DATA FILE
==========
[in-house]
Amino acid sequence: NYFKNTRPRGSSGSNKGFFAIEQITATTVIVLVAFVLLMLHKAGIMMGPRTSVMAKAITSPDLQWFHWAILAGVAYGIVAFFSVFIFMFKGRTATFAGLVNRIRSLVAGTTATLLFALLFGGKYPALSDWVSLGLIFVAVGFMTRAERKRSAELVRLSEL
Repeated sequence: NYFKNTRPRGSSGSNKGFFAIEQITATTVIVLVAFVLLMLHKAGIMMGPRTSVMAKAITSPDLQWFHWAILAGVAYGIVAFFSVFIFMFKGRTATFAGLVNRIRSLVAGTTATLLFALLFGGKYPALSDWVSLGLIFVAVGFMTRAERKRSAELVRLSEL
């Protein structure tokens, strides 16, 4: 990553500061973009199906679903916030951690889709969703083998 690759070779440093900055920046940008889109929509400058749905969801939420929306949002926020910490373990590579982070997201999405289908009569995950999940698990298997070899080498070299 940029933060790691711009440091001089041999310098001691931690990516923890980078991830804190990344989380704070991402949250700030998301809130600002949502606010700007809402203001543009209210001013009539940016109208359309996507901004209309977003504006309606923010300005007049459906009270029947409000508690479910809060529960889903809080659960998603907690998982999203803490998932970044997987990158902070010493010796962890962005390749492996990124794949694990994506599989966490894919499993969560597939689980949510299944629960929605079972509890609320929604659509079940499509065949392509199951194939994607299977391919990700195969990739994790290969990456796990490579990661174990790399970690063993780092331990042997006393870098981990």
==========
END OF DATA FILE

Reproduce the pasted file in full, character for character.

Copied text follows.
[in-house]
Amino acid sequence: NYFKNTRPRGSSGSNKGFFAIEQITATTVIVLVAFVLLMLHKAGIMMGPRTSVMAKAITSPDLQWFHWAILAGVAYGIVAFFSVFIFMFKGRTATFAGLVNRIRSLVAGTTATLLFALLFGGKYPALSDWVSLGLIFVAVGFMTRAERKRSAELVRLSEL
Repeated sequence: NYFKNTRPRGSSGSNKGFFAIEQITATTVIVLVAFVLLMLHKAGIMMGPRTSVMAKAITSPDLQWFHWAILAGVAYGIVAFFSVFIFMFKGRTATFAGLVNRIRSLVAGTTATLLFALLFGGKYPALSDWVSLGLIFVAVGFMTRAERKRSAELVRLSEL
């Protein structure tokens, strides 16, 4: 990553500061973009199906679903916030951690889709969703083998 690759070779440093900055920046940008889109929509400058749905969801939420929306949002926020910490373990590579982070997201999405289908009569995950999940698990298997070899080498070299 940029933060790691711009440091001089041999310098001691931690990516923890980078991830804190990344989380704070991402949250700030998301809130600002949502606010700007809402203001543009209210001013009539940016109208359309996507901004209309977003504006309606923010300005007049459906009270029947409000508690479910809060529960889903809080659960998603907690998982999203803490998932970044997987990158902070010493010796962890962005390749492996990124794949694990994506599989966490894919499993969560597939689980949510299944629960929605079972509890609320929604659509079940499509065949392509199951194939994607299977391919990700195969990739994790290969990456796990490579990661174990790399970690063993780092331990042997006393870098981990």